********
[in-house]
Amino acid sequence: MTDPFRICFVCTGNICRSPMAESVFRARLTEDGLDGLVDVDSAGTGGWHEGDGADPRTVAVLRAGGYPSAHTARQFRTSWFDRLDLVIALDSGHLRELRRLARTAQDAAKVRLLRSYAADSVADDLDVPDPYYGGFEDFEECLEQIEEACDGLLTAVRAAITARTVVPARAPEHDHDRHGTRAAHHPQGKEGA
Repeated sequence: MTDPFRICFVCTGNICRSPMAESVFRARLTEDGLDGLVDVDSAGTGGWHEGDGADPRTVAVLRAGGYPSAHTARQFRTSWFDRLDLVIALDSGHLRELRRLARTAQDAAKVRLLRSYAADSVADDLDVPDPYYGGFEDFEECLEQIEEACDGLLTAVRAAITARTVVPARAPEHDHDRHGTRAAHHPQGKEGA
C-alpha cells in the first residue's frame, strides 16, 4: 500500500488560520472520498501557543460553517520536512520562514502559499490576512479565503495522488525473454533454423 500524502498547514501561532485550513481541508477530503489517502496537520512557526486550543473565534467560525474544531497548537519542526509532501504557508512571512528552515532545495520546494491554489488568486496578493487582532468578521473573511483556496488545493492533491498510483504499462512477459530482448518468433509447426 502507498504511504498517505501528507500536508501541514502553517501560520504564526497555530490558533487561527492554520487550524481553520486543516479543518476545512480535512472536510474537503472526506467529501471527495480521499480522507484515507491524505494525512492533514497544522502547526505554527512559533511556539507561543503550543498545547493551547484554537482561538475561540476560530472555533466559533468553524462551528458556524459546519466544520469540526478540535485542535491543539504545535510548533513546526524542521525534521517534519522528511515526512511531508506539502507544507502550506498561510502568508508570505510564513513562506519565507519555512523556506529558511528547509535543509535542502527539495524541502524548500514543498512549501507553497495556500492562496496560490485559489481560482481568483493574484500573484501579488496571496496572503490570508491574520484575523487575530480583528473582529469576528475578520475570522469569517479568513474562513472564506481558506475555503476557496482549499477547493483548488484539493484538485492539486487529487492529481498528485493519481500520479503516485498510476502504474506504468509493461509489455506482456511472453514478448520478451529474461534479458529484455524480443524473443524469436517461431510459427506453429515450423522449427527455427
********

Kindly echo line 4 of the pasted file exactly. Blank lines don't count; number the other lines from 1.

C-alpha cells in the first residue's frame, strides 16, 4: 500500500488560520472520498501557543460553517520536512520562514502559499490576512479565503495522488525473454533454423 500524502498547514501561532485550513481541508477530503489517502496537520512557526486550543473565534467560525474544531497548537519542526509532501504557508512571512528552515532545495520546494491554489488568486496578493487582532468578521473573511483556496488545493492533491498510483504499462512477459530482448518468433509447426 502507498504511504498517505501528507500536508501541514502553517501560520504564526497555530490558533487561527492554520487550524481553520486543516479543518476545512480535512472536510474537503472526506467529501471527495480521499480522507484515507491524505494525512492533514497544522502547526505554527512559533511556539507561543503550543498545547493551547484554537482561538475561540476560530472555533466559533468553524462551528458556524459546519466544520469540526478540535485542535491543539504545535510548533513546526524542521525534521517534519522528511515526512511531508506539502507544507502550506498561510502568508508570505510564513513562506519565507519555512523556506529558511528547509535543509535542502527539495524541502524548500514543498512549501507553497495556500492562496496560490485559489481560482481568483493574484500573484501579488496571496496572503490570508491574520484575523487575530480583528473582529469576528475578520475570522469569517479568513474562513472564506481558506475555503476557496482549499477547493483548488484539493484538485492539486487529487492529481498528485493519481500520479503516485498510476502504474506504468509493461509489455506482456511472453514478448520478451529474461534479458529484455524480443524473443524469436517461431510459427506453429515450423522449427527455427